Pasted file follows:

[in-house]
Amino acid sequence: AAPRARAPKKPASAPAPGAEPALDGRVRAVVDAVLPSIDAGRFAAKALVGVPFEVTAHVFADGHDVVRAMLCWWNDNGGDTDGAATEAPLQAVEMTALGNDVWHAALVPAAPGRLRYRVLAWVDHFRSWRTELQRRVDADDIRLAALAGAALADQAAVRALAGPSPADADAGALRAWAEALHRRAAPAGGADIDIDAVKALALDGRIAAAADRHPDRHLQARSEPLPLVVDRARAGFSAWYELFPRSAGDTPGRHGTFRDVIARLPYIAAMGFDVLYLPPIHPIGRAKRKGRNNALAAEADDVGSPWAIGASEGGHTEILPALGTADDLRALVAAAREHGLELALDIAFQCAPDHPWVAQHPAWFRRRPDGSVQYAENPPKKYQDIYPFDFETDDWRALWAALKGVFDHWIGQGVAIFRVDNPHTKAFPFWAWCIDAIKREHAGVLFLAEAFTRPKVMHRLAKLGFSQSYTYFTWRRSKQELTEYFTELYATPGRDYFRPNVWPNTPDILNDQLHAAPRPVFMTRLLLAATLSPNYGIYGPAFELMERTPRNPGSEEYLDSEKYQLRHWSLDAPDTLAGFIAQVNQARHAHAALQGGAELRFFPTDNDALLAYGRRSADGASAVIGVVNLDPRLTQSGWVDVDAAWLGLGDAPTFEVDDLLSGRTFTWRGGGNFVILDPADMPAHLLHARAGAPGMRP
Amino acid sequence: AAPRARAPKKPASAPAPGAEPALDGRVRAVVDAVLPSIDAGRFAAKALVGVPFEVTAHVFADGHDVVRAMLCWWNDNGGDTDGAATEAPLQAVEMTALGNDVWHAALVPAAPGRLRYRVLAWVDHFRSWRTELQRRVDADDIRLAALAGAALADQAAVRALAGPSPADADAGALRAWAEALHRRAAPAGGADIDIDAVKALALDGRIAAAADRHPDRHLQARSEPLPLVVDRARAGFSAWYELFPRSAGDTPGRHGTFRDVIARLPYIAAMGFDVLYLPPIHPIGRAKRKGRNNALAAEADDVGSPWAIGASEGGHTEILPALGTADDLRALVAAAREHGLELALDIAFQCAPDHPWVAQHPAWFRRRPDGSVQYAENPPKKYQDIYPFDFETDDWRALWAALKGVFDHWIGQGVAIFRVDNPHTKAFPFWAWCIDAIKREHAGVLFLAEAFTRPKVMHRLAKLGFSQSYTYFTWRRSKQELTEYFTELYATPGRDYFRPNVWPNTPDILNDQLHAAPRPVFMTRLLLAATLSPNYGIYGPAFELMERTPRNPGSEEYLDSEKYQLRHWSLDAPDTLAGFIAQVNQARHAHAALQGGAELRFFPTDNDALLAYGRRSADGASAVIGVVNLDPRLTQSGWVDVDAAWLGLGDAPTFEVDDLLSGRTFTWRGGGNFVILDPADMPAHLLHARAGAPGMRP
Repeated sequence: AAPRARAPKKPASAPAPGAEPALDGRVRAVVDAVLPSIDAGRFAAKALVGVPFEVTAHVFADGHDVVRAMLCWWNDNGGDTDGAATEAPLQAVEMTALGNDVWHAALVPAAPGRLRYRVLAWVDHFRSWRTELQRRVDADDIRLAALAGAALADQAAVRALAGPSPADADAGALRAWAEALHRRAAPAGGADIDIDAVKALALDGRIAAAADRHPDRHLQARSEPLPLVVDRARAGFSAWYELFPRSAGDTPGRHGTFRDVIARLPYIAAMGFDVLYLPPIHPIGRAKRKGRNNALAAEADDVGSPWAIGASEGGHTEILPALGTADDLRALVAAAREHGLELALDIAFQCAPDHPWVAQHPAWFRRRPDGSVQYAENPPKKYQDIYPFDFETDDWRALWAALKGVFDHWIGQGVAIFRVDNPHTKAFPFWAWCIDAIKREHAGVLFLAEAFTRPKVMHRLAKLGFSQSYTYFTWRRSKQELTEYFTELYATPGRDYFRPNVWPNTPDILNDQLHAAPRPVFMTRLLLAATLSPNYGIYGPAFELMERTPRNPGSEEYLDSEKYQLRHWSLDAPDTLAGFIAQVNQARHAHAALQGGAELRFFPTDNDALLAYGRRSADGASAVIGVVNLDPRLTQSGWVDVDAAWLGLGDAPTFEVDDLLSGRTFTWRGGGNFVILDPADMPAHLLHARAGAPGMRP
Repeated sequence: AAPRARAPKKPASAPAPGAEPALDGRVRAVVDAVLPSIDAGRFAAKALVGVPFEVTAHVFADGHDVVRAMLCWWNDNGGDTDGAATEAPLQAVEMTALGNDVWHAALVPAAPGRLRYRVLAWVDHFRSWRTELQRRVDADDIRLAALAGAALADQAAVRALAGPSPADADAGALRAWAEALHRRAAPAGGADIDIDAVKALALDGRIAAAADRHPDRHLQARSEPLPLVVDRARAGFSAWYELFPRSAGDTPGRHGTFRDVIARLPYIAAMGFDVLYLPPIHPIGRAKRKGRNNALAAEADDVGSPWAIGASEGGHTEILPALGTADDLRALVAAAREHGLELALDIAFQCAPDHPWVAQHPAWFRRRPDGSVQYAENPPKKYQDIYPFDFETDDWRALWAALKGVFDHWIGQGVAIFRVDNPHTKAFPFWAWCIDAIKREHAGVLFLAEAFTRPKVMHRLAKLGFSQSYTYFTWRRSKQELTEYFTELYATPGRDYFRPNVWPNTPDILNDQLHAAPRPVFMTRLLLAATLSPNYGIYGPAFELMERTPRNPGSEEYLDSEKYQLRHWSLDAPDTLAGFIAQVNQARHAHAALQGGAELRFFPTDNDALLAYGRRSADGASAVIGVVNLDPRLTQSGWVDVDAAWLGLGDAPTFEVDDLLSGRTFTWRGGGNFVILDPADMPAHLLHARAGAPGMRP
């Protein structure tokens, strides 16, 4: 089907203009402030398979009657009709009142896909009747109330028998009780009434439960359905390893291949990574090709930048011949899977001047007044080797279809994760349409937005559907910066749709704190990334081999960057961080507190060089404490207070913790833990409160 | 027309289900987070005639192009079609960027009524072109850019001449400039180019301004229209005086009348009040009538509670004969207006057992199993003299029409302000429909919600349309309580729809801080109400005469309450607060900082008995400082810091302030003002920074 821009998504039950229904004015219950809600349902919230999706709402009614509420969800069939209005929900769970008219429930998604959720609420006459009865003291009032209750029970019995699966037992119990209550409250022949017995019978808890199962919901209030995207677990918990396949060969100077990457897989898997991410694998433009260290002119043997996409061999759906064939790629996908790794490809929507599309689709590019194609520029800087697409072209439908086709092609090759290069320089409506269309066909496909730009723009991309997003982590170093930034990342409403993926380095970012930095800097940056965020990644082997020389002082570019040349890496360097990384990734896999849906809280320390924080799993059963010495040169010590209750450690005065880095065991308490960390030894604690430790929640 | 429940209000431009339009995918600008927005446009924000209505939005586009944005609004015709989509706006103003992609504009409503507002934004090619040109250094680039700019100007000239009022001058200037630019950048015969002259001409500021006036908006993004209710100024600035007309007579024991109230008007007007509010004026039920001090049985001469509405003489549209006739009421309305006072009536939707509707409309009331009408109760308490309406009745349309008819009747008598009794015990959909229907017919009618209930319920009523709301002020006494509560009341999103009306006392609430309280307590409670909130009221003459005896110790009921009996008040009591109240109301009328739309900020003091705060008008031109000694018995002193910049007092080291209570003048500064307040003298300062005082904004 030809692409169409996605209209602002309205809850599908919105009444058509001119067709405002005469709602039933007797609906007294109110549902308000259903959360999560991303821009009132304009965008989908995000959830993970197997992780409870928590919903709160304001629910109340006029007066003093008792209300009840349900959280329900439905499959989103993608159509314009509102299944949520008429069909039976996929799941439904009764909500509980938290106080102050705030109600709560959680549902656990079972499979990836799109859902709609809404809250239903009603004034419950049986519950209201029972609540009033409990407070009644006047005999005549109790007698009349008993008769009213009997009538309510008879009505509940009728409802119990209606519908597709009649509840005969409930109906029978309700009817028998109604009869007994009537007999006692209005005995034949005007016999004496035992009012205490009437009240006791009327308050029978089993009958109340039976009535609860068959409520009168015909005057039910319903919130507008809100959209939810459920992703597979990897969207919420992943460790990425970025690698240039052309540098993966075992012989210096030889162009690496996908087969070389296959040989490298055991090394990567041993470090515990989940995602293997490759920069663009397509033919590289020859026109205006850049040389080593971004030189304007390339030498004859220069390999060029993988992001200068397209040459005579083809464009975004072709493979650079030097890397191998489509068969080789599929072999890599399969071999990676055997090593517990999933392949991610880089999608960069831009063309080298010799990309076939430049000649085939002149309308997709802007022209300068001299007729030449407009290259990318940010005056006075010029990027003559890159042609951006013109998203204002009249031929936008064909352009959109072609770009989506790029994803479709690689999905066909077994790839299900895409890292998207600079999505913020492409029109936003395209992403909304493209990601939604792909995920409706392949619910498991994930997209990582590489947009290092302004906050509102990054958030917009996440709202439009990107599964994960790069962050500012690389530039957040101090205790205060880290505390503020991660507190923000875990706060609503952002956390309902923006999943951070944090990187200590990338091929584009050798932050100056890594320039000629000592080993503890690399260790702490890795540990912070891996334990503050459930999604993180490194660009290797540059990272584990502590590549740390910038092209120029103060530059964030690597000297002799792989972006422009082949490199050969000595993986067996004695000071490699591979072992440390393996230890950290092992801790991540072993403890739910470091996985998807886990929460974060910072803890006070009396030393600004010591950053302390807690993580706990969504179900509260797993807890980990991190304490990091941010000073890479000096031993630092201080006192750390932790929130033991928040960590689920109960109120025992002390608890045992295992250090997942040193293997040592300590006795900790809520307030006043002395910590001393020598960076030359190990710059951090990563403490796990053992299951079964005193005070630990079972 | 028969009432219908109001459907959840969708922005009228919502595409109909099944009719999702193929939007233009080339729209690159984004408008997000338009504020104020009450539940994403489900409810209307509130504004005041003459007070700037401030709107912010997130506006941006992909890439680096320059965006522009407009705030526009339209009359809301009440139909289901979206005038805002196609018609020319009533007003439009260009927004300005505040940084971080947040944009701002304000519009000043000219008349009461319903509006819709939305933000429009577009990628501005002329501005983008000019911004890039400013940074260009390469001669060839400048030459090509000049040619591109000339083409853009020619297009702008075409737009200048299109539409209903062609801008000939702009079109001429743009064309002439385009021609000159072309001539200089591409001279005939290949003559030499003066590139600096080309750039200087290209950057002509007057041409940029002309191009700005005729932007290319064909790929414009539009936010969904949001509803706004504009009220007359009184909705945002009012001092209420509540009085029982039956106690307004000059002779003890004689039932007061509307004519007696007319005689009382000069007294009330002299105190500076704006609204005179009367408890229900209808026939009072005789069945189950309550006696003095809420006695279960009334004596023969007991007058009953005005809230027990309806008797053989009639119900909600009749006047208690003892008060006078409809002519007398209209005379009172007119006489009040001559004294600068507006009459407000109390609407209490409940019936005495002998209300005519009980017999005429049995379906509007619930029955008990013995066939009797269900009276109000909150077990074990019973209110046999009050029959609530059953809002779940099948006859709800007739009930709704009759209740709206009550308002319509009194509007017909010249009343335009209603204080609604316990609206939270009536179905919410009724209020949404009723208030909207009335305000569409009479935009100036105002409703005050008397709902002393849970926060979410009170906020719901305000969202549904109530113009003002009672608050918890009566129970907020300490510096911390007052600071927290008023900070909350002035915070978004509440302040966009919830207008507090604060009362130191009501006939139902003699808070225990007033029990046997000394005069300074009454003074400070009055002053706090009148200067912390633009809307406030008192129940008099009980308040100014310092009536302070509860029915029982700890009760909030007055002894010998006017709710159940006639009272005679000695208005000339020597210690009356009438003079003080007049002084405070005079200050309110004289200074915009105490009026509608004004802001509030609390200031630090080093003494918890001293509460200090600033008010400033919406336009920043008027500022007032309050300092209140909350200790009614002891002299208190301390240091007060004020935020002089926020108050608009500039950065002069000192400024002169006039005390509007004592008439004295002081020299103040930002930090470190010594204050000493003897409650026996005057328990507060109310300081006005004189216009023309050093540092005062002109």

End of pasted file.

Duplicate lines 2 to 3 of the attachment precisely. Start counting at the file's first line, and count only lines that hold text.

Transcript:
Amino acid sequence: AAPRARAPKKPASAPAPGAEPALDGRVRAVVDAVLPSIDAGRFAAKALVGVPFEVTAHVFADGHDVVRAMLCWWNDNGGDTDGAATEAPLQAVEMTALGNDVWHAALVPAAPGRLRYRVLAWVDHFRSWRTELQRRVDADDIRLAALAGAALADQAAVRALAGPSPADADAGALRAWAEALHRRAAPAGGADIDIDAVKALALDGRIAAAADRHPDRHLQARSEPLPLVVDRARAGFSAWYELFPRSAGDTPGRHGTFRDVIARLPYIAAMGFDVLYLPPIHPIGRAKRKGRNNALAAEADDVGSPWAIGASEGGHTEILPALGTADDLRALVAAAREHGLELALDIAFQCAPDHPWVAQHPAWFRRRPDGSVQYAENPPKKYQDIYPFDFETDDWRALWAALKGVFDHWIGQGVAIFRVDNPHTKAFPFWAWCIDAIKREHAGVLFLAEAFTRPKVMHRLAKLGFSQSYTYFTWRRSKQELTEYFTELYATPGRDYFRPNVWPNTPDILNDQLHAAPRPVFMTRLLLAATLSPNYGIYGPAFELMERTPRNPGSEEYLDSEKYQLRHWSLDAPDTLAGFIAQVNQARHAHAALQGGAELRFFPTDNDALLAYGRRSADGASAVIGVVNLDPRLTQSGWVDVDAAWLGLGDAPTFEVDDLLSGRTFTWRGGGNFVILDPADMPAHLLHARAGAPGMRP
Amino acid sequence: AAPRARAPKKPASAPAPGAEPALDGRVRAVVDAVLPSIDAGRFAAKALVGVPFEVTAHVFADGHDVVRAMLCWWNDNGGDTDGAATEAPLQAVEMTALGNDVWHAALVPAAPGRLRYRVLAWVDHFRSWRTELQRRVDADDIRLAALAGAALADQAAVRALAGPSPADADAGALRAWAEALHRRAAPAGGADIDIDAVKALALDGRIAAAADRHPDRHLQARSEPLPLVVDRARAGFSAWYELFPRSAGDTPGRHGTFRDVIARLPYIAAMGFDVLYLPPIHPIGRAKRKGRNNALAAEADDVGSPWAIGASEGGHTEILPALGTADDLRALVAAAREHGLELALDIAFQCAPDHPWVAQHPAWFRRRPDGSVQYAENPPKKYQDIYPFDFETDDWRALWAALKGVFDHWIGQGVAIFRVDNPHTKAFPFWAWCIDAIKREHAGVLFLAEAFTRPKVMHRLAKLGFSQSYTYFTWRRSKQELTEYFTELYATPGRDYFRPNVWPNTPDILNDQLHAAPRPVFMTRLLLAATLSPNYGIYGPAFELMERTPRNPGSEEYLDSEKYQLRHWSLDAPDTLAGFIAQVNQARHAHAALQGGAELRFFPTDNDALLAYGRRSADGASAVIGVVNLDPRLTQSGWVDVDAAWLGLGDAPTFEVDDLLSGRTFTWRGGGNFVILDPADMPAHLLHARAGAPGMRP